The Palmrya Arch replica, in Trafalgar Square in April, will come to New York City. Photo via Flickr by Garry Knight
The monumental Arch of Palmyra in Syria was a UNESCO World Heritage Site from the 3rd century AD until it was destroyed by ISIS in October of 2015. The triumphant Roman archway was thought to have been built as part of a military victory. In April this year, the Institute for Digital Archeology installed a replica, to scale, in London’s Trafalgar Square. On September 19th, the Institute will bring the Arch of Palmyra replica to New York City, in a yet to be determined location in Manhattan.
In the announcement, the Institute lauds New York City not only for its landmark architecture, but also for being a city that “has known terrible loss — first and foremost the loss of life, but also the loss of familiar landmarks that helped inform the city’s identity.” The 20 foot replica weighs 12 tons and was created using a 3D models created from many separate photographs taken of the arch. The arch is made of Egyptian marble and was created using robots. You can see the process in the video below:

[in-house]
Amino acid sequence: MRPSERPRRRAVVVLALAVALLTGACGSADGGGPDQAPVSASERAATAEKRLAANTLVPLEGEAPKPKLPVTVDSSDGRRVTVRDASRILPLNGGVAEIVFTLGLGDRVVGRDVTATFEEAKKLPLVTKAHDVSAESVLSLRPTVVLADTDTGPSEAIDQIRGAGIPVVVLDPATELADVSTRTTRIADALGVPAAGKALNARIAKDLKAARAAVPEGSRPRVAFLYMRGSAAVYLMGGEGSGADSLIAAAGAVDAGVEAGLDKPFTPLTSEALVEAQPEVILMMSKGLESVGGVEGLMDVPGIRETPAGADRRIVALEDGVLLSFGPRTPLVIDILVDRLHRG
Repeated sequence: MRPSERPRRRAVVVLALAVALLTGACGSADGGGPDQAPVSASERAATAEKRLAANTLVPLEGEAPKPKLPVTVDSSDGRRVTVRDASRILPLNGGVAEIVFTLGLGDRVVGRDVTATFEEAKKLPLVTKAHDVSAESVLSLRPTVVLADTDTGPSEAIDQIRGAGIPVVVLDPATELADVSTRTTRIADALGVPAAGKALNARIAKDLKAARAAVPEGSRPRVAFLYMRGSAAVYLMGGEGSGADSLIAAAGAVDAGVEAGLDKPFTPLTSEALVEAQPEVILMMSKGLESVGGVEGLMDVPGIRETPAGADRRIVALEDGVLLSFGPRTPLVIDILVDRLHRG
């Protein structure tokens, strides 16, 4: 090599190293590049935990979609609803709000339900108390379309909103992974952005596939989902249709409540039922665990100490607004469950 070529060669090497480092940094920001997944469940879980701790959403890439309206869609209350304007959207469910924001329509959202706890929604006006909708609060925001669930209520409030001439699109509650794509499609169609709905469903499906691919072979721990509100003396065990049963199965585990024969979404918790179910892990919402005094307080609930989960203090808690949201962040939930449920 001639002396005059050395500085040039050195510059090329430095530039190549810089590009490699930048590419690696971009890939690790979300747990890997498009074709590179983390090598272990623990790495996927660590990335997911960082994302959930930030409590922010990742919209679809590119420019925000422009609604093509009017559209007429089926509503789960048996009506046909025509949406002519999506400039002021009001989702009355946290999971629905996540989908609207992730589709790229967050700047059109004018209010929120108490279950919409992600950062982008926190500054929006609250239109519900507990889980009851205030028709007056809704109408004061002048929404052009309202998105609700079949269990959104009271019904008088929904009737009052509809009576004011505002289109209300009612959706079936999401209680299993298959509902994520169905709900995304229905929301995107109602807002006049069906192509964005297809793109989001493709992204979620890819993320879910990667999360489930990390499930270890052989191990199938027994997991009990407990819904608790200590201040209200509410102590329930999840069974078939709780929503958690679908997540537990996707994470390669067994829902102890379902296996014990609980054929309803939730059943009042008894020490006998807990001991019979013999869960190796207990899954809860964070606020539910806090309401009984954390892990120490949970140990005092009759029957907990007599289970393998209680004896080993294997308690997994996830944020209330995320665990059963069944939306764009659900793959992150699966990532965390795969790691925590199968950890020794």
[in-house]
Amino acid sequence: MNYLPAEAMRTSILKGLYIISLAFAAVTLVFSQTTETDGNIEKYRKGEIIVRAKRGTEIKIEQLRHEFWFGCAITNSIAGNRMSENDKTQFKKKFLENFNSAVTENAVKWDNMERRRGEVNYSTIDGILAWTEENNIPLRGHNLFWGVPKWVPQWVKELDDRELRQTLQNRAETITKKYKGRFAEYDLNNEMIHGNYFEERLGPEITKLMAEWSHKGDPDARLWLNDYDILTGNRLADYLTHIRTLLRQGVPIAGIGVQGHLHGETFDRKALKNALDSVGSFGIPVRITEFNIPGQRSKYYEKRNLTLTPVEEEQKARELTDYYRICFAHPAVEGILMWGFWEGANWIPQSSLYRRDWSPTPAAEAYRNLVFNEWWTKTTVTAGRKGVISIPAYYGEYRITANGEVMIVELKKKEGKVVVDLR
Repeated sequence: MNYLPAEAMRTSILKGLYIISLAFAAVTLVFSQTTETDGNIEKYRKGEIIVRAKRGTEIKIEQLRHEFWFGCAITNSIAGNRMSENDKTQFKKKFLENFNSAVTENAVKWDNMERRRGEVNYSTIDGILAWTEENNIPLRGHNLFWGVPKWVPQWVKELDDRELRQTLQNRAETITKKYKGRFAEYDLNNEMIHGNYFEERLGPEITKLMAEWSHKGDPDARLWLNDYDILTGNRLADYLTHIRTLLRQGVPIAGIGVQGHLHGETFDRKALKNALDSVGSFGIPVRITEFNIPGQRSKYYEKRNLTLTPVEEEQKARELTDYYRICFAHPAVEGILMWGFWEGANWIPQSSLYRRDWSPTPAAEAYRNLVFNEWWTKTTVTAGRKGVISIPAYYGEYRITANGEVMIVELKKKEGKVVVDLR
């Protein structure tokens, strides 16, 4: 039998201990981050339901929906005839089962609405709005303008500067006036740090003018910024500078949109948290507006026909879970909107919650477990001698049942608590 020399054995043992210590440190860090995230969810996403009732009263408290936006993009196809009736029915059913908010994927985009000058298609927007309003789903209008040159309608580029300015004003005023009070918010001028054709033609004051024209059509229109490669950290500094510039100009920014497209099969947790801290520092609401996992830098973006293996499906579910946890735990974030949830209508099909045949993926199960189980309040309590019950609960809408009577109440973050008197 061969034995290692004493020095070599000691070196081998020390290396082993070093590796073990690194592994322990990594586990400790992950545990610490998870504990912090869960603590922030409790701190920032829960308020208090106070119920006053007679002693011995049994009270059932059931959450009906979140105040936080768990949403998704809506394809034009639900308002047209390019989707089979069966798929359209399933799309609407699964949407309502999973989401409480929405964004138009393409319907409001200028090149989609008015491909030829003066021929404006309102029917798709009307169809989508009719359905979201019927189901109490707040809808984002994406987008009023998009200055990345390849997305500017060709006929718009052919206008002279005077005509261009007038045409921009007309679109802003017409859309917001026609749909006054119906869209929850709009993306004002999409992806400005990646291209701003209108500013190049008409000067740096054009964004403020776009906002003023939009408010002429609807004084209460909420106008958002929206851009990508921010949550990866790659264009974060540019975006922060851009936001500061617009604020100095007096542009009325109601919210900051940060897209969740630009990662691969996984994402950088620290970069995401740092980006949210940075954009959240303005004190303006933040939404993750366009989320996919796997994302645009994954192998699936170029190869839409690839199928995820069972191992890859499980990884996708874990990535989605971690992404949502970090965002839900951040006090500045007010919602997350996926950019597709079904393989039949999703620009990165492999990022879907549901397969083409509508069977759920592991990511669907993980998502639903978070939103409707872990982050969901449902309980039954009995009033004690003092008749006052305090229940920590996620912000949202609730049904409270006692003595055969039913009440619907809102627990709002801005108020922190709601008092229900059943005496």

There is a clear tie between Palmyra and New York City in this instance: the motif of rebuilding. Under the initiative the Million Image Database, the Institute of Digital Archaeology is working with UNESCO to 3D model other monuments in Palmrya, in case of further destruction, and the founder and executive director Roger L. Michel Jr. told the New York Times in March:
“Every time we resurrect from the rubble one of these monuments, it undercuts the message of fear and ignorance that these people are trying to spread,” he said. “If they knock it down, we will rebuild it. If they knock it down again, we will rebuild it again.”
The Million Image Database has handed out 5000 3D cameras to volunteers who are documenting the archeological treasures of the Middle East and North Africa.
Back to New York City, one clue to the location of the Palmrya Arch when it comes in September is also in the announcement: “The arch will stand in Manhattan, surrounded by buildings adorned with classical features suggesting the common cultural roots of East and West.”
Next, read about 11 Outdoor Art Installations not to miss in NYC this month.